A Mouthful of Air
Readers of Anthony Burgess’ fiction, savoring the Russian-influenced slang of A CLOCKWORK ORANGE or the Shakespearean English of NOTHING LIKE THE SUN, have long known him as a writer who is both unusually knowledgeable and insatiably curious about language. In 1964, Burgess published a layman’s introduction to linguistics, LANGUAGE MADE PLAIN; a revised edition followed. Much of that work is incorporated in A MOUTHFUL OF AIR. (In his autobiography, Burgess acknowledges the professional writer’s need to get the maximum mileage from his material. He follows that principle here while still giving good weight.)
Burgess tells us that “The book is pedagogical in intent: it unashamedly tries to teach.” This is a useful fiction, intermittently sustained. What we get is a loosely organized book full of facts, anecdotes, and opinions about language. It is a bravura performance; much of the fun comes from Burgess’ relish in playing the role of polymath to the hilt. “We ought to plunge into Cymric poetry as soon as we can,” Burgess advises. “There is a wholly untranslatable charm in lyrics like the following, which is worthwhile to learn by heart.” This injunction introduces a Welsh quatrain, the first line of which is “Ffarwel i blwyf Llangower” (farewell to the parish of Llangower).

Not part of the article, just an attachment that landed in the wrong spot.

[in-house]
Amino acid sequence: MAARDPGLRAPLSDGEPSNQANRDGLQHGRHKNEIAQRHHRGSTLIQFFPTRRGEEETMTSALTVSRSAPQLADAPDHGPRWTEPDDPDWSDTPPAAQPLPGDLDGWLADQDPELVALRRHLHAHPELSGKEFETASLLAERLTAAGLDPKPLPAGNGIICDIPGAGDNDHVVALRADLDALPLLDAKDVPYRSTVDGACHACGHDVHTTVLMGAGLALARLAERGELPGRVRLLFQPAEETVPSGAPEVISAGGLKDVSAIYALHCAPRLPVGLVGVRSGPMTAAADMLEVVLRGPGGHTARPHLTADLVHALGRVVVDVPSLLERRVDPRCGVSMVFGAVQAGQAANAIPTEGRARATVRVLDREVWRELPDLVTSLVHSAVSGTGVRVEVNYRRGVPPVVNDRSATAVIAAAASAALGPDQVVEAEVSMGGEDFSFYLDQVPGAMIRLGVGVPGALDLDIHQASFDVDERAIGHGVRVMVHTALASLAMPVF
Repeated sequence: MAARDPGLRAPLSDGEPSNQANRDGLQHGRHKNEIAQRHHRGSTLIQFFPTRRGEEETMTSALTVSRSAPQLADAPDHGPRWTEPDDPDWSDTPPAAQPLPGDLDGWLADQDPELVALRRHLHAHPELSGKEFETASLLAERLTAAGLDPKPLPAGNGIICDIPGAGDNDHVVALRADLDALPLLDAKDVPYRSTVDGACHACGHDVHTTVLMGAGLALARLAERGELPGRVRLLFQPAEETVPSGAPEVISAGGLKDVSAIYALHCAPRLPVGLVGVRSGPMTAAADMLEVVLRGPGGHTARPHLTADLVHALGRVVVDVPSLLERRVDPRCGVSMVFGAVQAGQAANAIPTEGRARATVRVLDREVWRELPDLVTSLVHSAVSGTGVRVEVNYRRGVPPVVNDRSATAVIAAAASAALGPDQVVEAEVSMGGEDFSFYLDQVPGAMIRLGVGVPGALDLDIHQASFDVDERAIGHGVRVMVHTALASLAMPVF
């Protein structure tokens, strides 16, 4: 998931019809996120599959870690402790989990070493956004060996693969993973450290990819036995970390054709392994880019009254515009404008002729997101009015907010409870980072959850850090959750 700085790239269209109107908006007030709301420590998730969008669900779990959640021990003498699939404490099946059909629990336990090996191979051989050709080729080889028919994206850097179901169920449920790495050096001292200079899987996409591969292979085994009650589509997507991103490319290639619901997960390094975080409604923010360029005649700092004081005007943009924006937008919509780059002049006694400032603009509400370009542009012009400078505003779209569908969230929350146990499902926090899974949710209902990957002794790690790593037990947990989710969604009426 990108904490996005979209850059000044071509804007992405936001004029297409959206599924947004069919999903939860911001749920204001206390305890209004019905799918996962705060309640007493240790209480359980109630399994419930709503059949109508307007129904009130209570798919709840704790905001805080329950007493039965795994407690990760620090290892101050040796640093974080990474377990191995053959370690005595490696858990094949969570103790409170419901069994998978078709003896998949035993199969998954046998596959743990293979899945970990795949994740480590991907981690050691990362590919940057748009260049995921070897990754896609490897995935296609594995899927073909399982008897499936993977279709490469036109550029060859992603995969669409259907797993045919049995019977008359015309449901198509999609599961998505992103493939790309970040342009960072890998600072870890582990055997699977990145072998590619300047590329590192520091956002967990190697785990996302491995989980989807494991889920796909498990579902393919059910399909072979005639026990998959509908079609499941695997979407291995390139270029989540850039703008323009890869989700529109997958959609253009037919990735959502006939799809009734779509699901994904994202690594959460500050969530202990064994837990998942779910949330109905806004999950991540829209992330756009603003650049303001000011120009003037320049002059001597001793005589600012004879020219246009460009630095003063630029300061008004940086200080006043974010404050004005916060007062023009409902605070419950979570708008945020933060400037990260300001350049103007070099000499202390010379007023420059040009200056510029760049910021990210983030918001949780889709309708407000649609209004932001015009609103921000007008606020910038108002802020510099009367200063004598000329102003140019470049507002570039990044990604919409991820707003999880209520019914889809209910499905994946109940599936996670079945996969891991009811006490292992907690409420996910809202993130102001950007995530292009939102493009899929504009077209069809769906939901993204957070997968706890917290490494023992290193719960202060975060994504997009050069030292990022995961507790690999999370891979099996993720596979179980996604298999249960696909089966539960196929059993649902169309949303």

Some chapters are more engaging than others. The short chapter on artificial languages (which also considers, far too briefly, the spread of English as a world language) is a token treatment; better to leave it out altogether or do it right. The chapter on American English is also disappointing. On the other hand, the chapter on Malay is fascinating (Burgess taught in Malaysia for several years during the 1950’s), as is the discussion of literature from a linguistic viewpoint. The text is supplemented by numerous figures and tables; there are no notes or bibliography.